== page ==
Does anyone have any idea of how I can linearize the following logical constraints set? $$(\sum_{t'=1}^t x_{it'}<1 \quad \rightarrow \quad \lambda_{it}=0), \quad \forall i,t$$ $$(\sum_{t'=1}^t x_{it'}=1 \quad \rightarrow \quad \lambda_{it}=1), \quad \forall i,t$$ $$\lambda_{it} \in \textbf{boolean}$$ $$x_{it} \in [0,1]$$
asked
monash |

You cannot. Strict inequalities are incompatible with mathematical programming. You can linearize, but only one of two relaxations. You either have to convert \(\ldots < 1\) to \(\ldots \le 1\) (which means \(\lambda_{it}\) can be either 0 or 1 if the sum equals 1), or \(\ldots < 1\) to \(\ldots \le 1 - \epsilon\) for some \(\epsilon > 0\) (in which case any value between \(1-\epsilon\) and 1 for the sum becomes infeasible). Linearizing implications is a FAQ here, so details for whichever one you choose shouldn't be too hard to find using the search functionality.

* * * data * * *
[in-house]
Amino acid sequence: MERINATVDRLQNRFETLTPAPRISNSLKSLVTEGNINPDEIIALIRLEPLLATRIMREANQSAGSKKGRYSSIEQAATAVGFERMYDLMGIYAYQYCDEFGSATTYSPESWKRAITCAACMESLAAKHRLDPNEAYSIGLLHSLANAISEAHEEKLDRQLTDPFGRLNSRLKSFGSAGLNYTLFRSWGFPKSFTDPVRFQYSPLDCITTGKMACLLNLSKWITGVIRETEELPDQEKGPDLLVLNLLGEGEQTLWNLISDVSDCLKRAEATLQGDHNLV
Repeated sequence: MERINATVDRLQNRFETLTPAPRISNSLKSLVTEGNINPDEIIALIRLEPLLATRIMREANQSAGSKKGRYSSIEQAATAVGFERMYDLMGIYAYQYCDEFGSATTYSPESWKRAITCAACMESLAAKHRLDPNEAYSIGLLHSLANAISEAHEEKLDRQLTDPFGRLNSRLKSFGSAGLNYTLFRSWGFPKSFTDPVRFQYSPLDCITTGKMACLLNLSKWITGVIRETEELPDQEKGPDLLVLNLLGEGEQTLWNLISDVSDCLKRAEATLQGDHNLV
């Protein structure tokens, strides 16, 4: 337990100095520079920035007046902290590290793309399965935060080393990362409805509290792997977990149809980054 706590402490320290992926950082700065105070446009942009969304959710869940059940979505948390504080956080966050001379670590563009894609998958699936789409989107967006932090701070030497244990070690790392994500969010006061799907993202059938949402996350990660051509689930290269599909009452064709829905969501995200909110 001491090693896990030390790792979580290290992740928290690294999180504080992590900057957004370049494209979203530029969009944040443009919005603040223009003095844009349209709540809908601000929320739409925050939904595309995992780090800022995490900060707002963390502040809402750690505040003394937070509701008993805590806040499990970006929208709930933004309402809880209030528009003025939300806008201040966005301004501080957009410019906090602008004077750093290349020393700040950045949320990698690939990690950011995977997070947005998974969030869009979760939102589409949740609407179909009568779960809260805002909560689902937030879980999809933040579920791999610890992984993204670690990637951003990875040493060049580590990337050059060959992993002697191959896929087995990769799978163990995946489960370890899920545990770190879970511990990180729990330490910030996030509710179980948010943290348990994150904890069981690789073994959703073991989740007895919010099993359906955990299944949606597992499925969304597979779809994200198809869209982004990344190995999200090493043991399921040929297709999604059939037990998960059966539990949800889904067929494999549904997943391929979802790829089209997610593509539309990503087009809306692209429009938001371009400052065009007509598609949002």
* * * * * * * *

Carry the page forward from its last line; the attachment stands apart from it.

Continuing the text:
answered
Paul Rubin ♦♦ |